Farmers Business Network: Farming in the Fast Lane? (F2F Conference Coverage)

“Life in the fast lane
Surely make you lose your mind
Life in the fast lane, yeah”

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Last week in Omaha, NE, was this author’s inaugural (hopefully not the last?) trip to Farmers Business Network’s annual all-things-pro-farmer blowout, Farmer2Farmer, which this year was the fourth installment in the series of FBN member meetings.

Anyways, I know the real reason why you’re here, dear reader. You want the latest dirt on FBN, so I’ll cut the crap and get to dishing it.

My thoughts?

MORE BY MATTHEW J. GRASSI

First off, F2F was without a doubt the youngest, most Millenial-ist event I’ve attended in ag since, well, since ever. There were moments last week – at the sparkly new CHI Health Center Arena (great arena, all Omaha needs now is a team for it..) – where I wasn’t sure whether I was still at a Midwest farm gathering or telepathically transported back to the days of my youth, kicking around Phish or a Grateful Dead cover band parking lot before a show. Where usually you see a lot of suspenders, Rascal Scooters, and walking sticks at farm shows, at F2F its more flannel, beards, skinny jeans and vape pens. Craft Beer vs. the Bud Light crowd, if you will…

Secondly, after my initial shock of just physically being at an official FBN event wore off (FBN and I have had a rather torrid, love-hate relationship in the past), I was impressed with the overall tone of the event. Whereas at many traditional ag events there are unwritten rules governing the fact that there are just some subjects you don’t broach (skepticism of GMOs, anti-Trump sentiments, does glyphosate really cause cancer?, etc.), the overarching theme of F2F is one of openness and, at times, brutal honesty, and its backed up by FBN leadership, who will seemingly discuss any and all subjects at the show, political correctness BE DAMNED! That brings another positive from the week: the level of access granted to FBN members with FBN’s leadership team throughout the week, was really impressive. I witnessed farmers grill Head of Seed Ron Wulfkuhle about the new seed venture and what its genetics can deliver (spoiler: Wulfkuhle held his own), and another farmer venture up to Head of Data Matt Meisner to talk data standardization efforts in ag and where FBN stands. Very cool stuff, and refreshing to see a company put its leadership out there to organically mix with its users. And it didn’t feel forced or fake at all.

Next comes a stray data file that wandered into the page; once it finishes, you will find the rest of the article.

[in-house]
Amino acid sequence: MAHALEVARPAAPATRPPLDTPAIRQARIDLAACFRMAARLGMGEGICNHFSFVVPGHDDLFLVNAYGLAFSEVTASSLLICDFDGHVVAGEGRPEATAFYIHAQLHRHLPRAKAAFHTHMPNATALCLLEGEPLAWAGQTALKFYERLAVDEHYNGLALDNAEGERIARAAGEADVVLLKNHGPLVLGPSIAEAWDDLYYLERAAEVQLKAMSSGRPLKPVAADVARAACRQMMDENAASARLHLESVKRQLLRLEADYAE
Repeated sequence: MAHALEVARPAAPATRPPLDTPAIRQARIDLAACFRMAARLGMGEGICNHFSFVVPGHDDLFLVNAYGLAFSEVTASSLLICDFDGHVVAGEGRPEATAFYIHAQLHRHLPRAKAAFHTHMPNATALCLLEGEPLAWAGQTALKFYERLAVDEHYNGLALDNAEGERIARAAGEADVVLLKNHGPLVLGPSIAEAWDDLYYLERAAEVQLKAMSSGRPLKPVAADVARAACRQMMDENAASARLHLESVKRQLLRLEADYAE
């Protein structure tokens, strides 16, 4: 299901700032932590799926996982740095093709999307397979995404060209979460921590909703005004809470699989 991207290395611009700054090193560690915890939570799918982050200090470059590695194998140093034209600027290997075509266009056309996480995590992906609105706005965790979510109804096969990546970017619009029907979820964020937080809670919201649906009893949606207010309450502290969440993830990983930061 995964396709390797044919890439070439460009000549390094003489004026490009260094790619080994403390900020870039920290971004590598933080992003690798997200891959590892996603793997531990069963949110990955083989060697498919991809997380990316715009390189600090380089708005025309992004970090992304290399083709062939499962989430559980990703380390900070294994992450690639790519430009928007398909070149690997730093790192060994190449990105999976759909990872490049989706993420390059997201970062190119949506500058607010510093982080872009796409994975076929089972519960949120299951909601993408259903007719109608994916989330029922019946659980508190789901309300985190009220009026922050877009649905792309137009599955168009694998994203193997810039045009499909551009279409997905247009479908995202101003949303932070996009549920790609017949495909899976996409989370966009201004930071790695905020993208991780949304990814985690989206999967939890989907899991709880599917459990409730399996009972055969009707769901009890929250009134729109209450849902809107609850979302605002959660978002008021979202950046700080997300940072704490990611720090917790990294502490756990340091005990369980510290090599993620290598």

Throughout the week, I couldn’t help but keep flashing back to this article from two years ago, when an anonymous retailer from the PNW called me to talk about FBN and its dastardly, evil plans to use grower submitted data to attempt to usurp the traditional retail chain and deliver crop protection products direct-to-farmer. O, THE SHEER HORROR OF IT ALL! Anyways, my takeaway there is that the FBN I witnessed and interacted with in December 2018 in Omaha is VASTLY evolved from the FBN that Deep Throat-esque tipster called in the middle of the night about back in 2016. What started as a pure farm data play and then grew into a crop inputs e-commerce portal, has really become just so much more than that. For all the criticism of FBN and its market-approach, and there’s been an endless supply of it in the ag world, it must be noted the impressive ecosystem of data products and services that they’ve crafted for members, all based on aggregated, anonymous, farmer-submitted and owned data. Health insurance deals for farmers, special partnerships with e-commerce giant Amazon, imagery, Seed and chemical price transparency, you’ve got to admit its one of the better offerings across the entire industry, especially when you consider it only costs $700 a year to join up.